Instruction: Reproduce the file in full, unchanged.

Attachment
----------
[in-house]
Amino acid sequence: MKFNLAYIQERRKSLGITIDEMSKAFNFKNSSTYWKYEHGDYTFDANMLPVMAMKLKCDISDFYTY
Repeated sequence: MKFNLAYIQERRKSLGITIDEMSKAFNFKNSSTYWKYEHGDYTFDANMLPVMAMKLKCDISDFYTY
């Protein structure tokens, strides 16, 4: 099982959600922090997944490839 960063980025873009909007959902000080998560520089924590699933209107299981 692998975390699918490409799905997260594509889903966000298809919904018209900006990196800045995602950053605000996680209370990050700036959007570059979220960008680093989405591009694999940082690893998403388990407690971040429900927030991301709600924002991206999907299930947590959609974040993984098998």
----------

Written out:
[in-house]
Amino acid sequence: MKFNLAYIQERRKSLGITIDEMSKAFNFKNSSTYWKYEHGDYTFDANMLPVMAMKLKCDISDFYTY
Repeated sequence: MKFNLAYIQERRKSLGITIDEMSKAFNFKNSSTYWKYEHGDYTFDANMLPVMAMKLKCDISDFYTY
């Protein structure tokens, strides 16, 4: 099982959600922090997944490839 960063980025873009909007959902000080998560520089924590699933209107299981 692998975390699918490409799905997260594509889903966000298809919904018209900006990196800045995602950053605000996680209370990050700036959007570059979220960008680093989405591009694999940082690893998403388990407690971040429900927030991301709600924002991206999907299930947590959609974040993984098998």